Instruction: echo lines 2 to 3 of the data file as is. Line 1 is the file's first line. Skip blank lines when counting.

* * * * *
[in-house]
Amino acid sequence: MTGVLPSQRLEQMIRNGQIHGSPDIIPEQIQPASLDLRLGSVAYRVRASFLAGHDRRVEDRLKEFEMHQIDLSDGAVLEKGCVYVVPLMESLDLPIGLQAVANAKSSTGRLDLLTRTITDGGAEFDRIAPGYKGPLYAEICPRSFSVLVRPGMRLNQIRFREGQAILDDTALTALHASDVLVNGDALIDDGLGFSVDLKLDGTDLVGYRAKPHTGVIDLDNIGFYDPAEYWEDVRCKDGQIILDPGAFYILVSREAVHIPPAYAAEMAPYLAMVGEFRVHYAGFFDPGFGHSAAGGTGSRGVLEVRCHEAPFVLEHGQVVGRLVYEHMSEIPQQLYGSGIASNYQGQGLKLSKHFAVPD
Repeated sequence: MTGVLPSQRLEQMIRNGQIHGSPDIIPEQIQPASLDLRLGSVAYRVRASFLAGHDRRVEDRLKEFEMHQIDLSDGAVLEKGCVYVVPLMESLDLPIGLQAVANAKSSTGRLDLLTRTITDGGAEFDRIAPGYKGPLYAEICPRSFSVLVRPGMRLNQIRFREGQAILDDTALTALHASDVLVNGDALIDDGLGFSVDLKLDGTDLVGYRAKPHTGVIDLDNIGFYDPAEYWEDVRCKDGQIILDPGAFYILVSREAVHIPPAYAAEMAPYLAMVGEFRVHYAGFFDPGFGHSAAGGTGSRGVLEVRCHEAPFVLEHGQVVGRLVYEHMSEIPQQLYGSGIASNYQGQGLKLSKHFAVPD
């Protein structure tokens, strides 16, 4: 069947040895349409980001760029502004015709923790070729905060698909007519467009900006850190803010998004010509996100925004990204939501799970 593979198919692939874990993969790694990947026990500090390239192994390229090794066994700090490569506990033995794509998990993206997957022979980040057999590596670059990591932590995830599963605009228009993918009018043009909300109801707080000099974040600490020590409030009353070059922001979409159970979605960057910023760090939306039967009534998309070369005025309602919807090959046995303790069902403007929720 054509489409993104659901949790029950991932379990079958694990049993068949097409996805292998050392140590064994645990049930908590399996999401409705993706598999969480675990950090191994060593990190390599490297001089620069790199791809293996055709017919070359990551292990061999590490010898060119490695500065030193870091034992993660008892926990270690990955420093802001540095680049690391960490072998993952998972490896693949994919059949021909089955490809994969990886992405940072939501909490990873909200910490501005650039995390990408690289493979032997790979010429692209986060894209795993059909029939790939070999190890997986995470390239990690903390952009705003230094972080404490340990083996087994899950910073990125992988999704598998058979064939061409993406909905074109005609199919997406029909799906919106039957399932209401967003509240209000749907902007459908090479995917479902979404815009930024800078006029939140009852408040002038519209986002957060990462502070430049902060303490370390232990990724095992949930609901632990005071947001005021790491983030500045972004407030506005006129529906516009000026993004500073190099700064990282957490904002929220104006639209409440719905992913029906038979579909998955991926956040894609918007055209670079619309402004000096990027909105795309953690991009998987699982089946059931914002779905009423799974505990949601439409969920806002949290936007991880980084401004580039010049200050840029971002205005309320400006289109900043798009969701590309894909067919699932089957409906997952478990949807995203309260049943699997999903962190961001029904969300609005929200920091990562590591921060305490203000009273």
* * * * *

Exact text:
Amino acid sequence: MTGVLPSQRLEQMIRNGQIHGSPDIIPEQIQPASLDLRLGSVAYRVRASFLAGHDRRVEDRLKEFEMHQIDLSDGAVLEKGCVYVVPLMESLDLPIGLQAVANAKSSTGRLDLLTRTITDGGAEFDRIAPGYKGPLYAEICPRSFSVLVRPGMRLNQIRFREGQAILDDTALTALHASDVLVNGDALIDDGLGFSVDLKLDGTDLVGYRAKPHTGVIDLDNIGFYDPAEYWEDVRCKDGQIILDPGAFYILVSREAVHIPPAYAAEMAPYLAMVGEFRVHYAGFFDPGFGHSAAGGTGSRGVLEVRCHEAPFVLEHGQVVGRLVYEHMSEIPQQLYGSGIASNYQGQGLKLSKHFAVPD
Repeated sequence: MTGVLPSQRLEQMIRNGQIHGSPDIIPEQIQPASLDLRLGSVAYRVRASFLAGHDRRVEDRLKEFEMHQIDLSDGAVLEKGCVYVVPLMESLDLPIGLQAVANAKSSTGRLDLLTRTITDGGAEFDRIAPGYKGPLYAEICPRSFSVLVRPGMRLNQIRFREGQAILDDTALTALHASDVLVNGDALIDDGLGFSVDLKLDGTDLVGYRAKPHTGVIDLDNIGFYDPAEYWEDVRCKDGQIILDPGAFYILVSREAVHIPPAYAAEMAPYLAMVGEFRVHYAGFFDPGFGHSAAGGTGSRGVLEVRCHEAPFVLEHGQVVGRLVYEHMSEIPQQLYGSGIASNYQGQGLKLSKHFAVPD